What this is about is the monsters that appear at "spawn points" in the various areas. I don't know the exact system there, but it's based on the party's levels. Actual levels, not theoretical based on their XP. And it keeps scaling even beyond normally achievable levels. When I brought a party with characters of level 16, 16, 19, and 21 (plus a thief at normal BG1 levels), they saw groups of six ankhegs and the like.

    The SCS component mentioned in the above post is about monsters that appear based on trigger scripts in the areas. This system is not used in BG1, and the default version in BG2 uses only protagonist XP to decide what you get. With that component, it's a combination of XP and difficulty.

    ThacoBell
  • The_Baffled_KingThe_Baffled_King Member Posts: 14
    Thanks both for the comments. Having borne them in mind, and having been inspired by the mention of Ankhegs, I conducted a rigorous scientific experiment... by which I mean I messed around in-game. I can't be bothered to post my method and my results at the moment so, for now, I'll post only the conclusions. If my experience with Ankhegs is representative of the game as a whole, then, as far as I can tell:

    (a) The game adjusts the number of enemies it spawns on the basis of a simple count of the total number of character levels in the party;

    (b) The game does not apply any kind of nuanced calculation that looks at both the number of characters and the levels of those characters, and then applies some kind of average;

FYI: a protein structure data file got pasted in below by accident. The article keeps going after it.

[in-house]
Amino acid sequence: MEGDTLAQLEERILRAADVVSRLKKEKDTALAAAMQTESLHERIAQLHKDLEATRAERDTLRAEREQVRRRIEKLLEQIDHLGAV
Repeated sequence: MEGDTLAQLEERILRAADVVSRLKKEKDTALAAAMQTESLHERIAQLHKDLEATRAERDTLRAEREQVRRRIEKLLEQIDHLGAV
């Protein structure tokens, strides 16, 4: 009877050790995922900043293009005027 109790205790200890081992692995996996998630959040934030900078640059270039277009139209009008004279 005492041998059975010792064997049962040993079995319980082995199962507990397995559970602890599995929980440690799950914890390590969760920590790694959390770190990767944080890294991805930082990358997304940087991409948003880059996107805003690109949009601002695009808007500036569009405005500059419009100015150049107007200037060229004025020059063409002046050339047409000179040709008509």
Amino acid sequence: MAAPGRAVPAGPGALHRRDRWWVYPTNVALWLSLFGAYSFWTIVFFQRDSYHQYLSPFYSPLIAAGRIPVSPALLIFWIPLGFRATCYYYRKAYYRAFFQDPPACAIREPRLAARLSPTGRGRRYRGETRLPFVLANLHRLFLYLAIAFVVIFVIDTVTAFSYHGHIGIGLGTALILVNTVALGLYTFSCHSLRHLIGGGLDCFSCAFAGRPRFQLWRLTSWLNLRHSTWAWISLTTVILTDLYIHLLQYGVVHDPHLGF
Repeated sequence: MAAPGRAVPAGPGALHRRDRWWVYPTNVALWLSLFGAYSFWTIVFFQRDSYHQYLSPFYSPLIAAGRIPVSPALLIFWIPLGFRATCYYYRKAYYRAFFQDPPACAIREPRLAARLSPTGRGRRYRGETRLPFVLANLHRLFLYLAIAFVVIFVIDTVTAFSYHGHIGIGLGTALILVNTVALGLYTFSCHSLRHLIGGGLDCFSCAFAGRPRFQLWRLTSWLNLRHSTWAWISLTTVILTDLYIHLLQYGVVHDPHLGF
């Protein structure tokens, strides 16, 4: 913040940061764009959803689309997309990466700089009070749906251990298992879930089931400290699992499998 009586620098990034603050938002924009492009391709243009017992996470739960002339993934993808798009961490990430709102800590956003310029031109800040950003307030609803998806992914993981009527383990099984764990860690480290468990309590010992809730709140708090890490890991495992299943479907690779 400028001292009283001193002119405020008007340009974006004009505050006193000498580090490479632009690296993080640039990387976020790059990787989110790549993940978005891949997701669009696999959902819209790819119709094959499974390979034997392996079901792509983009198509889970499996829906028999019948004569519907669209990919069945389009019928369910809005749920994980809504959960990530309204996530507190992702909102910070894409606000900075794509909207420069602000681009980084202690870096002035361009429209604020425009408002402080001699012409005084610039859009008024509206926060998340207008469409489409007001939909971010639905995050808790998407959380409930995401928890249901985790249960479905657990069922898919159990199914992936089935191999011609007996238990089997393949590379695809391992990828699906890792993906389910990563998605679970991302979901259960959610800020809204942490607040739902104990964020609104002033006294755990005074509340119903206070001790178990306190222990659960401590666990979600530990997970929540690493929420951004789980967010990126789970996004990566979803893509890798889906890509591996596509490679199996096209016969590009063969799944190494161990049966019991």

(c) In principle, party size makes no difference, but in practice, party size makes a huge difference, as smaller parties usually have fewer character levels;

    (d) Multi-class and dual-class character levels are not treated the same as single-class character levels;

    (e) For multi-class characters with two classes, the game takes the sum of the character levels for the two classes, divides that figure by two, and rounds up (I haven't checked triple-class combinations);

    (f) Dual-class characters are treated in the same way as multi-class characters, but note that the character levels of the orginal class are still counted even when the original class features are inactive;

    (g) Dead characters that have not been removed from the party still contribute to the total number of character levels in the party.

    So it seems that the rules for generating spawns take no account whatsoever of the increased power of multi-class and dual-class characters. They also seem to pay little attention to the fact that not all levels are equal, in that an increase in level quickly becomes better than an additional level 1 character. Umm, wow.

    I'm genuinely shocked by how bad the game is at assessing the power level of a party; honestly, it seems like glaringly poor game design. I'm sure the game is right to reduce the difficulty for parties with few characters, but I think there would have been scope for a more nuanced calculation that didn't reduce the difficulty for small parties quite so drastically.

  • ithildurnewithildurnew Member Posts: 226
    edited October 3
    You can use Near Infinity or similar to check area scripts for exact breakdowns if you want. it gives some insight into how the vanilla unmodded game generally determines the effective power of the party; i.e. not terribly accurately especially if multiclasses are involved, but good enough to get the job done.

    Keep in mind, old school DnD generally didn't scale say, wilderness random encounters based on party strength. It was entirely possible (though unlikely) for a lvl 1 party to encounter an unfriendly dragon in some cases... definitely not a pay to play MMO ethos where you coddle and keep stroking the player's ego so they keep playing.

    BG games reflect this - which is why you can walk out of candlekeep and get one shoted by an ogre or take a party fresh out of Irenicus dungeon and run into a lich.

  • jsavingjsaving Member Posts: 949